Destiny Blaine and Marc Alice
(Approx Word Count 32k)
With a name like Manson, it was no great surprise when Manson Angola ended up in the pen. Some believed he’d been doomed for such a fate since birth. Others thought he was guilty as charged and still others believed he just downright deserved what he had coming to him.
What he had coming was shackles and chains, solitary confinement, and numerous attempts to make his life a living hell. Until one day, in walked a man who could’ve been the devil’s child, but in fact, had a more befitting name—Lucifer.
Dolled up in deception and as pretty as any man had a right to be, Lucifer—or Luke for short—stood about six-foot-two and weighed around two hundred and twenty-two pounds to be exact and he was as real to Manson as the guards who made a habit out of throwing him to the real wolves—the fellows who seemed to have a thing for a young fellow serving back-to-back life sentences for murders he didn’t commit.
Most men should’ve been afraid of someone like Manson. Then again, most men in the maximum security prison knew why he’d been sentenced.
He belonged to Lucifer. And the other prisoners were just doing their jobs by breaking him in.
Excerpt of Lucifer's Lunatic
The final jangled slam of the iron bars as they locked into place made Manson Angola into a dead-level believer. His mama wasn’t going to yell for him in the morning to tell him breakfast was ready and waiting on him in the kitchen. His daddy wouldn’t be lying on the sofa sleeping off a good drunk—or if he was, Manson wouldn’t know about it.
Oh no, first thing tomorrow morning, Manson wouldn’t stumble down his home’s rickety front stairs and grumble about another day’s work in a hot-as-hell factory. He’d stand at these very bars, holding fast to steel rods and staring across the short way at the man in the cell across from him, the one glaring back at him now. Given the look on the fellow’s face, they wouldn’t be any closer to becoming friends then than they were at that very moment. In fact, it was probably a good idea if he didn’t pass along goodnight sentiments or tell him to sleep well.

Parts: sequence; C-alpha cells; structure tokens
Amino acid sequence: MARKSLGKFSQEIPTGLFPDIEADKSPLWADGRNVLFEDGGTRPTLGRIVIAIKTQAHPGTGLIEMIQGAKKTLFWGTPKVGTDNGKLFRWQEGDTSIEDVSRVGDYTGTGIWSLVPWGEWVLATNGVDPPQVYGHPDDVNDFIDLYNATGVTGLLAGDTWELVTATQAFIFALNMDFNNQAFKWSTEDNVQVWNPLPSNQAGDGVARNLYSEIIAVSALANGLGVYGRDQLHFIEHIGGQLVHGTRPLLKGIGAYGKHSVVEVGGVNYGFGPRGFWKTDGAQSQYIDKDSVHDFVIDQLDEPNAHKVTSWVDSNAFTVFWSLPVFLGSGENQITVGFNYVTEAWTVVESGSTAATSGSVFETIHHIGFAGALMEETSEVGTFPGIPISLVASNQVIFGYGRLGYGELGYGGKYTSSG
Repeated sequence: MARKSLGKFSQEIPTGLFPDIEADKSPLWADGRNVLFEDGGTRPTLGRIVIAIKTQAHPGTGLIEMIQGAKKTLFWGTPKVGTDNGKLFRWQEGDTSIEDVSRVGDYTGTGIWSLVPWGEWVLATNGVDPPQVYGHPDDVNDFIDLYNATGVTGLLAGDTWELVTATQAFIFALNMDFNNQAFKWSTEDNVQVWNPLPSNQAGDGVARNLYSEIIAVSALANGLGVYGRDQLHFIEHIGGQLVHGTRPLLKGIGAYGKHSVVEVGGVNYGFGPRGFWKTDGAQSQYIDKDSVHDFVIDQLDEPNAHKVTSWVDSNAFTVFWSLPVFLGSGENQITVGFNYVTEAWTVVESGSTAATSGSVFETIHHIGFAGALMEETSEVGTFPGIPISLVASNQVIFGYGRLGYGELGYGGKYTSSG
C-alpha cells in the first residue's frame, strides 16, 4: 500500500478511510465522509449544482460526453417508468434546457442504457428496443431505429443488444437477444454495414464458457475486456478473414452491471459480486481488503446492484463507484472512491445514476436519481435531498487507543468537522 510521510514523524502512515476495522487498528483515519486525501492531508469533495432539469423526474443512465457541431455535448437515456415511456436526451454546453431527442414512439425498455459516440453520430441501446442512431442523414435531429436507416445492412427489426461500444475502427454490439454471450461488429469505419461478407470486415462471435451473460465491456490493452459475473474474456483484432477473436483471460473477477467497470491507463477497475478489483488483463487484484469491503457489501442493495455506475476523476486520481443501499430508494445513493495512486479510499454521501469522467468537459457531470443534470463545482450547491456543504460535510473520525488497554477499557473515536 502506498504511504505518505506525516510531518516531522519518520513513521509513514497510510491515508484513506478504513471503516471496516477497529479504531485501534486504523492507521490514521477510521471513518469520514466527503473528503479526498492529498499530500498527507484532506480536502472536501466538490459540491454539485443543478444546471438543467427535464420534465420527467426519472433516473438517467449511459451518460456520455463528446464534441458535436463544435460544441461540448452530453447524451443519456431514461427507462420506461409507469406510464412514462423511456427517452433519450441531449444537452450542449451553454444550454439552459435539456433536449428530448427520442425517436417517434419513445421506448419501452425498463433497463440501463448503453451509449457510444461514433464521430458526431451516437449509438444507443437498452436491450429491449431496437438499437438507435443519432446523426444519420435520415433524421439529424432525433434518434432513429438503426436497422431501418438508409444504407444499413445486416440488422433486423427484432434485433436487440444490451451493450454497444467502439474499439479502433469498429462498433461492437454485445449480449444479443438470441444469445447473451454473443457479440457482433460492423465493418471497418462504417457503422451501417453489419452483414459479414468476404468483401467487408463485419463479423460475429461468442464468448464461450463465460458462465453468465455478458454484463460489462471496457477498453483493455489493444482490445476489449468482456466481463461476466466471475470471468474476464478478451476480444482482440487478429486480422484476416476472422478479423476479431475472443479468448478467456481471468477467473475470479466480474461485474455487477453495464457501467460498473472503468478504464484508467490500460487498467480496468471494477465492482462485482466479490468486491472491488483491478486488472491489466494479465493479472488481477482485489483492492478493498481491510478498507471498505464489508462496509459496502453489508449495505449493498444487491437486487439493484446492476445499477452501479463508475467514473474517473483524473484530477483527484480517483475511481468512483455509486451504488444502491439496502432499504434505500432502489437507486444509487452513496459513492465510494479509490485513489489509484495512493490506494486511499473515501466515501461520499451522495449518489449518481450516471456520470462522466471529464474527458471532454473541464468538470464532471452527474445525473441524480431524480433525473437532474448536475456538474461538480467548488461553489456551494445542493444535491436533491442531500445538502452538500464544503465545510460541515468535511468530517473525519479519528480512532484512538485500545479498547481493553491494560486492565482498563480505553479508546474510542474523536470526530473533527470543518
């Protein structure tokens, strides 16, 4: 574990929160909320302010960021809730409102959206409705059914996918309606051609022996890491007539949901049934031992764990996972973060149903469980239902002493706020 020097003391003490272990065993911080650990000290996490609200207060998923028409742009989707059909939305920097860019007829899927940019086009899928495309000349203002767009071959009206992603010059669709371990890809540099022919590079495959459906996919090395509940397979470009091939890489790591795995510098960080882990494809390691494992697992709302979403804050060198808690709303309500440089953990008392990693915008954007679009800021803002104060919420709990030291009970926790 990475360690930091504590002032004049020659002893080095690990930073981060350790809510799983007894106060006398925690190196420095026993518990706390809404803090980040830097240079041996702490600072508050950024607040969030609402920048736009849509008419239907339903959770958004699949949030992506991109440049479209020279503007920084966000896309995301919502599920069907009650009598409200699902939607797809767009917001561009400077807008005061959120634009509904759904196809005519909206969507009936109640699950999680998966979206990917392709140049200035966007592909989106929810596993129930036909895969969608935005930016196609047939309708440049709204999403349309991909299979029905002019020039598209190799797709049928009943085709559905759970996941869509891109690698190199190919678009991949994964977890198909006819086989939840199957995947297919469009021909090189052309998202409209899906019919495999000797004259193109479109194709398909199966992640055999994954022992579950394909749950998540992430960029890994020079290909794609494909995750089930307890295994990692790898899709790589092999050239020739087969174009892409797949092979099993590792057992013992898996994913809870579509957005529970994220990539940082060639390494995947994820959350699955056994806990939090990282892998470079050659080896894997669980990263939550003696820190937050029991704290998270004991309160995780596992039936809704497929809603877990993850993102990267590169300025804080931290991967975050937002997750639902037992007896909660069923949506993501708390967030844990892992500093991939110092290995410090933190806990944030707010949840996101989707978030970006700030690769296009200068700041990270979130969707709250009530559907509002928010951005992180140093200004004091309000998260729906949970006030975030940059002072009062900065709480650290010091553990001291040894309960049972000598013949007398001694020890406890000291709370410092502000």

“Thirty years to life, son.” The man behind him finally spoke. “And it ain’t any better today than it was the first night I strolled into this hell hole.” After he released a smoker’s cough and cleared his throat, he added, “Name’s Benson. What’s yours, kid?”
Manson narrowed his eyes on the fellow across from him, not at all unaware of the way he slowly dragged the tip of his tongue across his upper lip. He stroked the texture nice and easy, made a real show out of tonguing his mouth, while Manson stood there gawking like a man with nothing else better to do.
Fact of the matter was, he didn’t have anything else better to do.
“Might wanna leave Tiger alone, son. Been here going on thirty-six months and I ain’t ever seen him do anybody any favors, if you know what I mean.” The old man kept right on rambling. “He’s a dangerous kind, too. Stay away from him is what I say.”
Manson tore his gaze away from the beast of a man who was still standing there stroking his lip like it had a specific flavor, one he apparently savored. By then, he’d started hissing, too, like a reptile might.
Taking a few short steps to the beds, Manson tossed his belongings onto the overhead bunk. He looked around the small cell. A dirty toilet marked its place in a dark corner. Located right above the wide sink, metal slabs served as shelves, both of which were next to a deeply set frosted-glass window with enough of a concrete enclosure to serve as a seat. The window didn’t open. Even if it had, there would’ve been bars on the other side.